Daydreaming, and its broader category, mind wandering, don’t necessarily have the best reputations. But according to a piece in the New York Times, new research is shedding light on how often we daydream, how it works, and how it might actually be beneficial. First, the what and how of mind wandering. Researchers have studied this in a few different ways. In one case, they literally interrupted people sporadically throughout the day to ask what they were thinking; the estimate in that case was that people’s minds wander almost a third of the time.
In another case, they furnished people with copies of “War and Peace” or “Sense and Sensibility” and asked them to read for a half hour, reporting each time they noticed their minds wandering; most people caught themselves daydreaming one to three times in that period. (People who were sipping a cocktail or craving a cigarette were even more distracted.) Then, researchers set up machines that could track people’s eye movements, to determine whether they were slowing down to parse through complex text, simply skimming over it, or ‘spacing out’ altogether.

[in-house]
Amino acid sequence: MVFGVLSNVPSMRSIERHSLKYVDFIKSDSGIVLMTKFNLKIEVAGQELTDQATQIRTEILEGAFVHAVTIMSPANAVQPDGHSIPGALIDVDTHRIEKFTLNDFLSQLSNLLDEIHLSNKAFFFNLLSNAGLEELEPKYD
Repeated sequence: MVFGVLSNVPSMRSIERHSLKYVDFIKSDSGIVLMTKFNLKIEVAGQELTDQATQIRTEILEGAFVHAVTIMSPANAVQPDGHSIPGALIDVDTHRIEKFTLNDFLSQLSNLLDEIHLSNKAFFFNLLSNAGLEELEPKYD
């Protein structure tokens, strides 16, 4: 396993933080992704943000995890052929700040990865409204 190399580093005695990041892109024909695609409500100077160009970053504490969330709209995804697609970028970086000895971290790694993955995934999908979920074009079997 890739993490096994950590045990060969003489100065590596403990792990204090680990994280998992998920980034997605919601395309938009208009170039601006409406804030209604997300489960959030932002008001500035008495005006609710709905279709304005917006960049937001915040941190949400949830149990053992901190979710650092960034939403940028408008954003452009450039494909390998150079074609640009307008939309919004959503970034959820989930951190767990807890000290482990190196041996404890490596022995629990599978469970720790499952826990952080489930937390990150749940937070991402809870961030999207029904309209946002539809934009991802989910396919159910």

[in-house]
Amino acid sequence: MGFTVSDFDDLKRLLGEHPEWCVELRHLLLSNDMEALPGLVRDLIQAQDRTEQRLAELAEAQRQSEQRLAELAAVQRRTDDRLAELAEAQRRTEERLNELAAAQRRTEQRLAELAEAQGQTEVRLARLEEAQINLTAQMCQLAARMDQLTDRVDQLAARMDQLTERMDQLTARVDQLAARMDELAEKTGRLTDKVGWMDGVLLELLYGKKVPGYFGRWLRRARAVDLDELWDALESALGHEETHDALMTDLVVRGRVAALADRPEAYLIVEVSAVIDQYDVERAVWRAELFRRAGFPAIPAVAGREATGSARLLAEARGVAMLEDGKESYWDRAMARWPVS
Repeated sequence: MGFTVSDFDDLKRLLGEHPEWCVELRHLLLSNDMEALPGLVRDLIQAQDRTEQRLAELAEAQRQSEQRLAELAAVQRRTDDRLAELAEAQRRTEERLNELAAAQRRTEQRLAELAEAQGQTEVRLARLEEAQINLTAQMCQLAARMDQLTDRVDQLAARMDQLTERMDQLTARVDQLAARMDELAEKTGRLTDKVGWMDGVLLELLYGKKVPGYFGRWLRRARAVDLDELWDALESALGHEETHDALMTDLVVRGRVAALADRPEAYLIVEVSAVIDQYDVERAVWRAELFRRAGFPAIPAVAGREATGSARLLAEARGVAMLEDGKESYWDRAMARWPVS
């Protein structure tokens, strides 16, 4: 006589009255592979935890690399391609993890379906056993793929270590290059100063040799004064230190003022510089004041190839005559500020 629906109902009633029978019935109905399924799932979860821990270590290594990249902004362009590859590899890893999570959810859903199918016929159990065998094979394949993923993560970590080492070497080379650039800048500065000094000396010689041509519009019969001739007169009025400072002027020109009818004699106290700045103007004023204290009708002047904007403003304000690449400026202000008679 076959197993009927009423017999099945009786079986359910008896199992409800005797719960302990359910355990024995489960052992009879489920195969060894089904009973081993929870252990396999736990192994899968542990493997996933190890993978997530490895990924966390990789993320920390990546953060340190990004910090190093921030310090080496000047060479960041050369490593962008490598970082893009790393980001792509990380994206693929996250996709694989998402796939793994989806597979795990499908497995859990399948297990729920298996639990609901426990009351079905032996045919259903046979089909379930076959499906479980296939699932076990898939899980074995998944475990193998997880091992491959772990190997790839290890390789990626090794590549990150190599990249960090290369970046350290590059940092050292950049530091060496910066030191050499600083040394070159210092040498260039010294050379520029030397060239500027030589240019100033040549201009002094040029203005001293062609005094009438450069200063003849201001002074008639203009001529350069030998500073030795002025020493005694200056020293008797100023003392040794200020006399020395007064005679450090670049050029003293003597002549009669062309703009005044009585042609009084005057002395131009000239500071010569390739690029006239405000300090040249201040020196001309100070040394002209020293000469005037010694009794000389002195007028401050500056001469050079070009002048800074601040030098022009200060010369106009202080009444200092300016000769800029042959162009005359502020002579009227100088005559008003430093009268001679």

In some cases, the results are what you might expect. Daydreaming has some downsides. In the case of the eye-tracking, researchers found that people could disengage from their task for as long as two minutes before realizing it. In this sense, daydreaming is, as Times’ writer John Tierney puts it, a waste of your time: “You’d be better off putting down the book and doing something more enjoyable or productive than ‘mindless reading.’” However, there are some benefits to the wandering mind as well. In some cases, daydreaming activates more parts of the brain at once than we typically use, which can foster connections and creativity that engender new ideas. In addition, mind wandering can be a protection against boredom, such as keeping our mental health intact while stuck in traffic.
© Copyright 2010 by By Noah Rubinstein, LMFT, LMHC, therapist in Olympia, Washington. All Rights Reserved. Permission to publish granted to GoodTherapy.org.
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